Vol­un­teers fuel se­nior ser­vices

Project HEARTH, Tele­phone Re­as­sur­ance Pro­gram help boost se­niors’ health

Times Chronicle & Public Spirit - - FRONT PAGE - By M. English

NORRISTOWN >> Tele­vi­sion doyenne Betty White once quipped: “My mother al­ways used to say, ‘The older you get, the bet­ter you get, un­less you’re a ba­nana.’”

And, no ques­tion, the 96-year-old A-lis­ter was in fine form on stage at the re­cent Emmy Awards. But, real­is­ti­cally, if you’re a se­nior cit­i­zen who isn’t Hol­ly­wood roy­alty, you’re prob­a­bly less in­clined to make jokes about ag­ing when once sim­ple chores like chang­ing light bulbs and mak­ing beds have be­come any­thing but.

In truth, many se­niors strug­gle to ac­com­plish such tasks. Phys­i­cal im­pair­ment makes some im­pos­si­ble, their chil­dren — or other close rel­a­tives — live out of the area, and they can’t af­ford hired help or as­sisted liv­ing.

That’s why vol­un­teer ef­forts like Project HEARTH (Help­ing El­derly Adults Re­main in Their Homes) and the Tele­phone Re­as­sur­ance Pro­gram of­fered by Fam­ily Ser­vices of Mont­gomery County — both avail­able to county res­i­dents 60 and up — are so im­por­tant, says Deb­o­rah Solo­dar, Fam­ily Ser­vices’ di­rec­tor of se­nior ser­vices.

And just as fund­ing such out­reach ser­vices is a peren­nial headache, vol­un­teers are their lifeblood.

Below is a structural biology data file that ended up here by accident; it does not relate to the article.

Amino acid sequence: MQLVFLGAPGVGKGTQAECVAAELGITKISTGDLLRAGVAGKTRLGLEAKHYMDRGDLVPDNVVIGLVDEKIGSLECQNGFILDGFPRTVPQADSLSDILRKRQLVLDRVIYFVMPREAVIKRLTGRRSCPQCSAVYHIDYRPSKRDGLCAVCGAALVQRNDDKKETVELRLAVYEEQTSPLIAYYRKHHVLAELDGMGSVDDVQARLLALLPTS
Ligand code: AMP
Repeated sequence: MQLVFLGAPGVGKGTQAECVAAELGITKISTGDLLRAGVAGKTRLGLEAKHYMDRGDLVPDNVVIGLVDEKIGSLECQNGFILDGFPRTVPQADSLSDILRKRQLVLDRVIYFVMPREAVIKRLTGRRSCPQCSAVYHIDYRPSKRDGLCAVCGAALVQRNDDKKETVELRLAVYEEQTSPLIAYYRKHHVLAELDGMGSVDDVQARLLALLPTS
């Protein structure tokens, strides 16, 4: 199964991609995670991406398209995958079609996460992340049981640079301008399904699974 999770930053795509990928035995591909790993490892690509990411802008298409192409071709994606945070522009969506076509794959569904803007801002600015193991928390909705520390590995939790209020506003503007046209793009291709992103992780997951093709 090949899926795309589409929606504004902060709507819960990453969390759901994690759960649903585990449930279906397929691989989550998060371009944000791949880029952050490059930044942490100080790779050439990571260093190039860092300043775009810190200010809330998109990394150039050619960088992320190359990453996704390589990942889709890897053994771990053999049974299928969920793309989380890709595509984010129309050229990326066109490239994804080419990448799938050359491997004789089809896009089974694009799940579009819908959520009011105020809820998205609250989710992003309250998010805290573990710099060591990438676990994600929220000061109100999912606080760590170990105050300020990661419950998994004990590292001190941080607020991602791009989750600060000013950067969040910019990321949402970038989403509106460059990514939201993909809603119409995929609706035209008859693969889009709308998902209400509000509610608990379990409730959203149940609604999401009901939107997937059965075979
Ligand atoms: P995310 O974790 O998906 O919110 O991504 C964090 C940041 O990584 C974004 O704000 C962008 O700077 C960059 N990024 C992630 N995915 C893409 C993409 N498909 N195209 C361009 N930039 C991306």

Project HEARTH vol­un­teers give se­niors “con­crete sup­port ser­vices, such as trans­porta­tion to med­i­cal ap­point­ments, gro­cery shop­ping as­sis­tance, friendly vis­it­ing and mi­nor home re­pairs, such as in­stalling bath­room safety grab bars …” Solo­dar ex­plains. “In ad­di­tion to keep­ing se­niors safe and in­de­pen­dent in their homes, these sup­port ser­vices al­low se­niors to stay con­nected with the com­mu­nity and im­prove their emo­tional well-be­ing.”

No ex­ag­ger­a­tion, re­cip­i­ents agree and uni­formly de­scribe their vol­un­teer helpers as kind, help­ful and po­lite.

“My HEARTH vol­un­teer … drove me to sev­eral doc­tor ap­point­ments that were des­per­ately needed,” says one lo­cal woman. “I don’t know how I could have man­aged it with­out the HEARTH pro­gram.”

Vol­un­teer op­por­tu­ni­ties for Project HEARTH are avail­able dur­ing the day and evening, in­clud­ing week­ends. Vol­un­teer driv­ers must have a valid driver’s li­cense and in­sur­ance, but in­di­vid­u­als of all ages, as well as church, com­mu­nity, cor­po­rate or youth groups, are wel­come.